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Hexavalent Chromium

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Eileen Conneely, M.P.H., J.D.
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In 2008, NTP reported that very high levels of Cr(VI) in drinking water caused small intestine tumors in laboratory rodents at extremely high concentrations of Cr(VI) (equivalent to 60,000 and 180,000 ppb).

However, because of the study design, NTP could not examine the mode of action (MOA), meaning how the chemical can cause cancer at the cellular level of an organism. It could not predict how the tumors occurred, how to extrapolate these high dose observations to lower, naturally occurring levels in drinking water, or whether these high dose findings are of biological relevance to humans. To put the high NTP doses into perspective, the ATSDR notes that typical US drinking water supplies contain total chromium levels within a range of 0.2 – 35 ug/L with most supplies in the US containing less than 5 ug/L [5 ppb] of chromium.

Because the NTP study did not examine mode of action, which is important for scientists and regulators to understand when evaluating risk, the Hexavalent Chromium Panel (the Panel) of the American Chemistry Council (ACC) agreed to sponsor extensive studies that investigated not only which levels of hexavalent chromium in drinking water can result in adverse effects like cancer, but also how hexavalent chromium can cause cancer in rodents. The studies also developed data describing the differences between rodents and humans in their ability to process and detoxify hexavalent chromium.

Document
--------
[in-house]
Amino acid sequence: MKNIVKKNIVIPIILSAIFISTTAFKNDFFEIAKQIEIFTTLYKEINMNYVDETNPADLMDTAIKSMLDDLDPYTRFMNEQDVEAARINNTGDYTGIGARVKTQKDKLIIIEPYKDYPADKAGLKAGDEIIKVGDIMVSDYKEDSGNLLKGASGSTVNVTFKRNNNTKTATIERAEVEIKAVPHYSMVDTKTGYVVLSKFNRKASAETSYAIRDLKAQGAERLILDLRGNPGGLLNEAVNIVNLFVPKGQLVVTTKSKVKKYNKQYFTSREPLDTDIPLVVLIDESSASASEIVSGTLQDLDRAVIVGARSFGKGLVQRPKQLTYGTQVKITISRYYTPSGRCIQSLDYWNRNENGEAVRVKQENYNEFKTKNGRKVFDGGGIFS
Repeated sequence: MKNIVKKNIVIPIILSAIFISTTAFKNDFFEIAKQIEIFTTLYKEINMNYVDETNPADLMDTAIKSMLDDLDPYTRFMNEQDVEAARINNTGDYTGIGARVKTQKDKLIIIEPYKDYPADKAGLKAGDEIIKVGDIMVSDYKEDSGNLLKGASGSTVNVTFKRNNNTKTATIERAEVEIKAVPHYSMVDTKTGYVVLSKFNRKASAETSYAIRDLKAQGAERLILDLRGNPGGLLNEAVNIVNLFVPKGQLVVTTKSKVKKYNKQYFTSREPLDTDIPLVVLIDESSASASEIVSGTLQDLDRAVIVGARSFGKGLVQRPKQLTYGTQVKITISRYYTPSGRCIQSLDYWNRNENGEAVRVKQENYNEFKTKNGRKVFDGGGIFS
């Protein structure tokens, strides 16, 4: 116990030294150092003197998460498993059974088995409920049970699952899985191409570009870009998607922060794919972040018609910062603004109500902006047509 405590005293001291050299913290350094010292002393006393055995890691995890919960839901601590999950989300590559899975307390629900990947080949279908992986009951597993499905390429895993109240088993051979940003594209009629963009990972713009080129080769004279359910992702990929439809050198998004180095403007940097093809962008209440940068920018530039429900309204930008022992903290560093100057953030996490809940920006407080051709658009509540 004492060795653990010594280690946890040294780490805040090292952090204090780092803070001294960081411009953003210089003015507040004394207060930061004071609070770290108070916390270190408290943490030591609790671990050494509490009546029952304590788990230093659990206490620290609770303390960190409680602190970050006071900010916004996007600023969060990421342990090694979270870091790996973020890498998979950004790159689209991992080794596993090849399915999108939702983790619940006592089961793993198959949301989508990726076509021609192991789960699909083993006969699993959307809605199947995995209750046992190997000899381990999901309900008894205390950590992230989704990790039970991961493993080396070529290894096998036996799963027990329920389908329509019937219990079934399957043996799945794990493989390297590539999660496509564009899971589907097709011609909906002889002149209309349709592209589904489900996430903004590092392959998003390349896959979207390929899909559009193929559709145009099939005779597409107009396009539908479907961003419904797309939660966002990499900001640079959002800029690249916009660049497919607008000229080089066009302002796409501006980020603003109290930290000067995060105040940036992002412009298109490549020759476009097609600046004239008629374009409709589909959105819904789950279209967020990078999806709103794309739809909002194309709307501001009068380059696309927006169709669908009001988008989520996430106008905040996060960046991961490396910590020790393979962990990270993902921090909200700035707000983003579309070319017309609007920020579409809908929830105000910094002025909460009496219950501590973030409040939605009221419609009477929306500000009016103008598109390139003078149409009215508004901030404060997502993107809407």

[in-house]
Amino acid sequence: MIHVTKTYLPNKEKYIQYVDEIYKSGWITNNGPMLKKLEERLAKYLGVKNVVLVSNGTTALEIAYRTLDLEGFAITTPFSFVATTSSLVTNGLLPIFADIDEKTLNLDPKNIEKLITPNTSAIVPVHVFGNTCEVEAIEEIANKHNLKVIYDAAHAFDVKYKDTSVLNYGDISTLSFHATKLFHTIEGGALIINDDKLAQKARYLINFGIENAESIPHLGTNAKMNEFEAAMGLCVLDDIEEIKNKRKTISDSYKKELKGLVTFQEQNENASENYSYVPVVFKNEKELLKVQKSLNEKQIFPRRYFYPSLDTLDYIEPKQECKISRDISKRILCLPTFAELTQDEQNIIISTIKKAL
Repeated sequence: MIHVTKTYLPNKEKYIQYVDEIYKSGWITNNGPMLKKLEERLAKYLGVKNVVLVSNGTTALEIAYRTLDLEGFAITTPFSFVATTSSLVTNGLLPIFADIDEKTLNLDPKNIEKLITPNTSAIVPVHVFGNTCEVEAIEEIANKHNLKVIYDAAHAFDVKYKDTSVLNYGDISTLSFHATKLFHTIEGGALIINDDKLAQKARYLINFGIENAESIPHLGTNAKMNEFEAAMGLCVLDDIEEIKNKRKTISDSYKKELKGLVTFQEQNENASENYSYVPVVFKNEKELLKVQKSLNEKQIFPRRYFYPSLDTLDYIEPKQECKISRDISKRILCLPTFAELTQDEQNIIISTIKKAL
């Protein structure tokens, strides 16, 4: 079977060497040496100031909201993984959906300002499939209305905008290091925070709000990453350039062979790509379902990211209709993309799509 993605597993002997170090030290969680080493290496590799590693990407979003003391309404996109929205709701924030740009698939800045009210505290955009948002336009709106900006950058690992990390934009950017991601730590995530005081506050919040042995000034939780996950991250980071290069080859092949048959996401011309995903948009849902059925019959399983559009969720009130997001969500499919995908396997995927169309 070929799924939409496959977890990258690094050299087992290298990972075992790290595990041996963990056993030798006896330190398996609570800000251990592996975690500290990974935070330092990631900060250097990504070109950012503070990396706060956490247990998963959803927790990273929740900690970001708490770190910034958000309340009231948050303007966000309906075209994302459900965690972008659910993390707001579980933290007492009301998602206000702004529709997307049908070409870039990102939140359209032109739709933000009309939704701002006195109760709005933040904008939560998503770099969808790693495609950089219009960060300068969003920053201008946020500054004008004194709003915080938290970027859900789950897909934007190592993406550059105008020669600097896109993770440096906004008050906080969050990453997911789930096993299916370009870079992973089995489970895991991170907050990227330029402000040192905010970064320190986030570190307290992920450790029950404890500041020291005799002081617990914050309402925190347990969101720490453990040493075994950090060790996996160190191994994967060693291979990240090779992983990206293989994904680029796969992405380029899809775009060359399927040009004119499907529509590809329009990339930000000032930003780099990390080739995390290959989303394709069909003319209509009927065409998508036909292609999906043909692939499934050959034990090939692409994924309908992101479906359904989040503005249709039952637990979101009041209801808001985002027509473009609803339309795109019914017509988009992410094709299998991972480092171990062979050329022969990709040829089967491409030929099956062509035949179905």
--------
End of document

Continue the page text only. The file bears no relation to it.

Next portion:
The Cr(VI) MOA Study was designed to:

1) better understand how Cr(VI) causes cancer in rodents (e.g., mutagenic or non-mutagenic mode of action) and 2) provide data and analyses to assist regulators in setting drinking water standards for Cr(VI). The studies were designed to mimic NTP conditions, and used mice and rats of the same strains and in similar experimental conditions (same animal feed/cages, same laboratory, same drinking water source) that were used in the 2008 NTP study.

The research led to the publication of over 30 peer-reviewed scientific papers that provide clear data that can help EPA and other regulators confidently set safe drinking water standards for hexavalent chromium. The published MOA research shows:

  • There was no observed toxicity in rodents exposed to concentrations of hexavalent chromium in drinking water at the current EPA maximum contaminant level (MCL) of 100 ppb for total chromium. In fact, at hexavalent chromium concentrations ten times the current drinking water exposure limit for total chromium, there was no observed toxicity in the rodents.
  • Cr(VI) is not a mutagen (i.e. it has a threshold-based MOA) and drinking water containing less than or equal to 100 ppb total chromium would not be expected to cause cancer in humans.
  • In the stomachs of both rodents and humans, Cr(VI) is naturally converted to Cr(III), the non-toxic form of chromium, and at relevant exposures, the conversion occurs more quickly and to a greater extent in humans than rodents. Thus, the science shows the current drinking water standard for total chromium is health protective.

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